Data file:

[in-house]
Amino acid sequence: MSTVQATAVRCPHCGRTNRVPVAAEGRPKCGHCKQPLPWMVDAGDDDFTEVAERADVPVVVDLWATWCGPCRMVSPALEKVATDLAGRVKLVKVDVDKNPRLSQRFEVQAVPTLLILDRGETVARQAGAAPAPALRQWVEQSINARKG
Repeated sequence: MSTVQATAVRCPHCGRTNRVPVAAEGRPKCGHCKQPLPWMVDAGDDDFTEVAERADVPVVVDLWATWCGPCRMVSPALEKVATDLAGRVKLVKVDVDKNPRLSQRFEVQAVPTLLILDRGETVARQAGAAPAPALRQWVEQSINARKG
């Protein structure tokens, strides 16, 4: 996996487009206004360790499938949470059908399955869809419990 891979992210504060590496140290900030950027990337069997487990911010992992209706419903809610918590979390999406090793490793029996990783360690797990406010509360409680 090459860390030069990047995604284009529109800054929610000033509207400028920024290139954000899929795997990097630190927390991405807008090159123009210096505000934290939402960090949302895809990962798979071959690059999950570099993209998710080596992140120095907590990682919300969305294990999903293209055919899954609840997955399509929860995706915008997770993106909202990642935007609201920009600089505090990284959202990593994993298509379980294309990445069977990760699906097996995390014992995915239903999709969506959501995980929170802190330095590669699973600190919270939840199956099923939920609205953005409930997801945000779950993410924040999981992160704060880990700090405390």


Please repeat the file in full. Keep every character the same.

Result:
[in-house]
Amino acid sequence: MSTVQATAVRCPHCGRTNRVPVAAEGRPKCGHCKQPLPWMVDAGDDDFTEVAERADVPVVVDLWATWCGPCRMVSPALEKVATDLAGRVKLVKVDVDKNPRLSQRFEVQAVPTLLILDRGETVARQAGAAPAPALRQWVEQSINARKG
Repeated sequence: MSTVQATAVRCPHCGRTNRVPVAAEGRPKCGHCKQPLPWMVDAGDDDFTEVAERADVPVVVDLWATWCGPCRMVSPALEKVATDLAGRVKLVKVDVDKNPRLSQRFEVQAVPTLLILDRGETVARQAGAAPAPALRQWVEQSINARKG
């Protein structure tokens, strides 16, 4: 996996487009206004360790499938949470059908399955869809419990 891979992210504060590496140290900030950027990337069997487990911010992992209706419903809610918590979390999406090793490793029996990783360690797990406010509360409680 090459860390030069990047995604284009529109800054929610000033509207400028920024290139954000899929795997990097630190927390991405807008090159123009210096505000934290939402960090949302895809990962798979071959690059999950570099993209998710080596992140120095907590990682919300969305294990999903293209055919899954609840997955399509929860995706915008997770993106909202990642935007609201920009600089505090990284959202990593994993298509379980294309990445069977990760699906097996995390014992995915239903999709969506959501995980929170802190330095590669699973600190919270939840199956099923939920609205953005409930997801945000779950993410924040999981992160704060880990700090405390």